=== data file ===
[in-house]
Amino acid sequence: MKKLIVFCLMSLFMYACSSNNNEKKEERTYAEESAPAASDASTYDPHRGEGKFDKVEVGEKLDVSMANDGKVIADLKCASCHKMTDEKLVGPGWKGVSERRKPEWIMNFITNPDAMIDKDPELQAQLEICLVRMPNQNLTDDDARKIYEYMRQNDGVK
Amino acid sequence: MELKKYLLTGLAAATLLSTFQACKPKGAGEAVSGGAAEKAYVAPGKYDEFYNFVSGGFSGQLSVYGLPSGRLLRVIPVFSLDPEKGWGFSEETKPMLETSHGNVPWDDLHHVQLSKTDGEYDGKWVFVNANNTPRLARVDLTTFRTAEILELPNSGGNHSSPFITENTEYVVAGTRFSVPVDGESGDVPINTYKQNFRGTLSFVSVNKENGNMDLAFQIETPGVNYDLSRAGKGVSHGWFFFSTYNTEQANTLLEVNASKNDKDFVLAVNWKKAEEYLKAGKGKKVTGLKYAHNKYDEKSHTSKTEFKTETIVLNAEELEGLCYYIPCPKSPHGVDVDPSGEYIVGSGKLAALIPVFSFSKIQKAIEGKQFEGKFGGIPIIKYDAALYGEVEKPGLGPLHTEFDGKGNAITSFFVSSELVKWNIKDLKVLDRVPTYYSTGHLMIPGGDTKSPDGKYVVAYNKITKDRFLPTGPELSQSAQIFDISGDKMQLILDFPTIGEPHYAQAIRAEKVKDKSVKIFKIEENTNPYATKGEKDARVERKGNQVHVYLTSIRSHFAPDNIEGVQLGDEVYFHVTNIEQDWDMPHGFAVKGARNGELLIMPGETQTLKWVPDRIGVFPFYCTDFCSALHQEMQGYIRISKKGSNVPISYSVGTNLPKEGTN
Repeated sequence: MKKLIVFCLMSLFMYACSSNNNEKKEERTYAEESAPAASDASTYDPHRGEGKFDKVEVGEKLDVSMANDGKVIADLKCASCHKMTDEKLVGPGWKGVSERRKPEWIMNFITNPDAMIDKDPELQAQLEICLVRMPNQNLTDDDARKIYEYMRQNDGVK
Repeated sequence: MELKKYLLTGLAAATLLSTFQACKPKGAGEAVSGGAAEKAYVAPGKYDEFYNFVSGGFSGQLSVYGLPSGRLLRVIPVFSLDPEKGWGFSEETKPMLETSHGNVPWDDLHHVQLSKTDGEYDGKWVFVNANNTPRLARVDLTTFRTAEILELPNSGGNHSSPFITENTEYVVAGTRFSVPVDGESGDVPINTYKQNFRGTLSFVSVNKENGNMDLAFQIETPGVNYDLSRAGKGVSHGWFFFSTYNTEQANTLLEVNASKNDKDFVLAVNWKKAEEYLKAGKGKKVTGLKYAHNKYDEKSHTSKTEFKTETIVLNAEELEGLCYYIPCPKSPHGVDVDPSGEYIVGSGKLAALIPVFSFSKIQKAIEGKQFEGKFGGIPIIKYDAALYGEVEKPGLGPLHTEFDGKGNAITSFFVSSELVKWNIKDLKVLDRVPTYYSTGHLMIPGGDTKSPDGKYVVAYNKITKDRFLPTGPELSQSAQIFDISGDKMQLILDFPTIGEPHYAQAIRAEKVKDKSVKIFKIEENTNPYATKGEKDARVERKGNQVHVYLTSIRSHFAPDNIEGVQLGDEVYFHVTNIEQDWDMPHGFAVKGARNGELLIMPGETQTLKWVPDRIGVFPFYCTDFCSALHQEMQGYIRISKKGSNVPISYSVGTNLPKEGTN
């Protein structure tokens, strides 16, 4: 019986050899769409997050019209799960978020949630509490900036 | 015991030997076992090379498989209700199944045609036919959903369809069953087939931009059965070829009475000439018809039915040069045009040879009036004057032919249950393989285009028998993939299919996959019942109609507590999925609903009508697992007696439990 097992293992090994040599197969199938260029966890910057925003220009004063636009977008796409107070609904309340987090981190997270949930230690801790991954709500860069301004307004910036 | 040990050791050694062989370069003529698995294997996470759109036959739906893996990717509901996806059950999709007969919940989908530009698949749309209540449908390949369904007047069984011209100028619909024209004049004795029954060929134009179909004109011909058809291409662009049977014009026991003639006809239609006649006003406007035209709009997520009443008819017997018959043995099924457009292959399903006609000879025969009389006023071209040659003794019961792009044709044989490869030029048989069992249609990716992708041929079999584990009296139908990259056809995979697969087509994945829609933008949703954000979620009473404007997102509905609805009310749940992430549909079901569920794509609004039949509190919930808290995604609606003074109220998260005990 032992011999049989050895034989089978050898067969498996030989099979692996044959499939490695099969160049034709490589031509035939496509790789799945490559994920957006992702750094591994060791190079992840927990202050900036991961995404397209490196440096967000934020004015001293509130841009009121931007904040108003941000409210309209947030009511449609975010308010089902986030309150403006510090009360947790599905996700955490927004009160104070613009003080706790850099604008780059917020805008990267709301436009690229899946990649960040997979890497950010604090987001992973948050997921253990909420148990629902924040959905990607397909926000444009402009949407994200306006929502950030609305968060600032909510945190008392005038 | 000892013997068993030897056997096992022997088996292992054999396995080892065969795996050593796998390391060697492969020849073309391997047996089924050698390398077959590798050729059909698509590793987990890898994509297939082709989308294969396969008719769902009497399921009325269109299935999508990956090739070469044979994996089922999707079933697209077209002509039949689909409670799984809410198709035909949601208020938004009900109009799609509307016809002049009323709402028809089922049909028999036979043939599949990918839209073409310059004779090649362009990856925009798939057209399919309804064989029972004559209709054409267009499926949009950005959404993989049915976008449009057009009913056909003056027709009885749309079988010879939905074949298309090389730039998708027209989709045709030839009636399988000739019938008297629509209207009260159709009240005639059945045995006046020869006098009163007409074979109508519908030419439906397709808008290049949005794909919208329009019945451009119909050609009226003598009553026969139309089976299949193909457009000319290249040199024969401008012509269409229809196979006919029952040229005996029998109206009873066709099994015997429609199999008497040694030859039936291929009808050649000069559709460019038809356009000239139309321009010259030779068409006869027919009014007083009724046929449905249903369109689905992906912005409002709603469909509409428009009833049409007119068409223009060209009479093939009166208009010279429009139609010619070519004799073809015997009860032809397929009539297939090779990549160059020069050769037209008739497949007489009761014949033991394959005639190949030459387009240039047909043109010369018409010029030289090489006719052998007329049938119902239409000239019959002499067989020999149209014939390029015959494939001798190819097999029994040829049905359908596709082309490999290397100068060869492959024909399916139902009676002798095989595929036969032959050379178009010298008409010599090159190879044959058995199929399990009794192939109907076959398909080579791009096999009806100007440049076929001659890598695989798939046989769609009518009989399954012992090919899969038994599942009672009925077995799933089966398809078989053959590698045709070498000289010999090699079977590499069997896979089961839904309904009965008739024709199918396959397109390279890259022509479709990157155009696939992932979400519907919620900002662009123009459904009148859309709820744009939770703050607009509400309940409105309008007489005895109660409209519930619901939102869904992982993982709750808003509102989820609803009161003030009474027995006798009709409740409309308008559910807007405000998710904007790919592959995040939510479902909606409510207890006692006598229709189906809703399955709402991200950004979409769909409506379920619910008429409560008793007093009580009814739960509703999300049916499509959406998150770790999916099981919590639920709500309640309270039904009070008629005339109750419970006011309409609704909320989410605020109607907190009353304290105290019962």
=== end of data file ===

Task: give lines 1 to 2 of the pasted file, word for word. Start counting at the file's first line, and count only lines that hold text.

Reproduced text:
[in-house]
Amino acid sequence: MKKLIVFCLMSLFMYACSSNNNEKKEERTYAEESAPAASDASTYDPHRGEGKFDKVEVGEKLDVSMANDGKVIADLKCASCHKMTDEKLVGPGWKGVSERRKPEWIMNFITNPDAMIDKDPELQAQLEICLVRMPNQNLTDDDARKIYEYMRQNDGVK